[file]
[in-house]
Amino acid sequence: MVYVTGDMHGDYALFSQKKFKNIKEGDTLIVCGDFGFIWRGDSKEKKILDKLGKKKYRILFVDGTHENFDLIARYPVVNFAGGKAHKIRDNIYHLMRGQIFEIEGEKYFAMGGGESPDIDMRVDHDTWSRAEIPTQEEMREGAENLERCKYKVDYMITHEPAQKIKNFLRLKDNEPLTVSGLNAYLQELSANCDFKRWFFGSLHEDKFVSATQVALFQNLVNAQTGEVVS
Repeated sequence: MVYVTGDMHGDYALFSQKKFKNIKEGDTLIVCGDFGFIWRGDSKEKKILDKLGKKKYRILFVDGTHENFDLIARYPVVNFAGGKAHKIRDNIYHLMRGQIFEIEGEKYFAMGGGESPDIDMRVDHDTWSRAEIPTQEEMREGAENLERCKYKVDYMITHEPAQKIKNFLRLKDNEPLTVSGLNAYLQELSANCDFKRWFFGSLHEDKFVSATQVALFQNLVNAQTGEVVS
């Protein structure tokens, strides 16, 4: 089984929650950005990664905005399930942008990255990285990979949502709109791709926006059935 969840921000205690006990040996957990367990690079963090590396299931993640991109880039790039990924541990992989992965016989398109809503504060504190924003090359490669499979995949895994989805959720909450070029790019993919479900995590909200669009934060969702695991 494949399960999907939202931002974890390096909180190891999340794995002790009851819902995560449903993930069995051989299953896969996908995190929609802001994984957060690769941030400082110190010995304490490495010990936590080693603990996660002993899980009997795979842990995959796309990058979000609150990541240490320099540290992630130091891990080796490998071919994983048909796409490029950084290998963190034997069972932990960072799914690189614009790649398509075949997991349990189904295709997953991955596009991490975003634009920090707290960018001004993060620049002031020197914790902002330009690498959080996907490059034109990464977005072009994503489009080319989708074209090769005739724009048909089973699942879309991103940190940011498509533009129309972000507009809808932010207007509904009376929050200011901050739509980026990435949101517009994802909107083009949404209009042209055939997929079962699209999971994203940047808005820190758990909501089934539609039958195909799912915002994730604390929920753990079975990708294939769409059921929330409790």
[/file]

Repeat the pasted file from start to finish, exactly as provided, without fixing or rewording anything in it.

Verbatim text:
[in-house]
Amino acid sequence: MVYVTGDMHGDYALFSQKKFKNIKEGDTLIVCGDFGFIWRGDSKEKKILDKLGKKKYRILFVDGTHENFDLIARYPVVNFAGGKAHKIRDNIYHLMRGQIFEIEGEKYFAMGGGESPDIDMRVDHDTWSRAEIPTQEEMREGAENLERCKYKVDYMITHEPAQKIKNFLRLKDNEPLTVSGLNAYLQELSANCDFKRWFFGSLHEDKFVSATQVALFQNLVNAQTGEVVS
Repeated sequence: MVYVTGDMHGDYALFSQKKFKNIKEGDTLIVCGDFGFIWRGDSKEKKILDKLGKKKYRILFVDGTHENFDLIARYPVVNFAGGKAHKIRDNIYHLMRGQIFEIEGEKYFAMGGGESPDIDMRVDHDTWSRAEIPTQEEMREGAENLERCKYKVDYMITHEPAQKIKNFLRLKDNEPLTVSGLNAYLQELSANCDFKRWFFGSLHEDKFVSATQVALFQNLVNAQTGEVVS
């Protein structure tokens, strides 16, 4: 089984929650950005990664905005399930942008990255990285990979949502709109791709926006059935 969840921000205690006990040996957990367990690079963090590396299931993640991109880039790039990924541990992989992965016989398109809503504060504190924003090359490669499979995949895994989805959720909450070029790019993919479900995590909200669009934060969702695991 494949399960999907939202931002974890390096909180190891999340794995002790009851819902995560449903993930069995051989299953896969996908995190929609802001994984957060690769941030400082110190010995304490490495010990936590080693603990996660002993899980009997795979842990995959796309990058979000609150990541240490320099540290992630130091891990080796490998071919994983048909796409490029950084290998963190034997069972932990960072799914690189614009790649398509075949997991349990189904295709997953991955596009991490975003634009920090707290960018001004993060620049002031020197914790902002330009690498959080996907490059034109990464977005072009994503489009080319989708074209090769005739724009048909089973699942879309991103940190940011498509533009129309972000507009809808932010207007509904009376929050200011901050739509980026990435949101517009994802909107083009949404209009042209055939997929079962699209999971994203940047808005820190758990909501089934539609039958195909799912915002994730604390929920753990079975990708294939769409059921929330409790």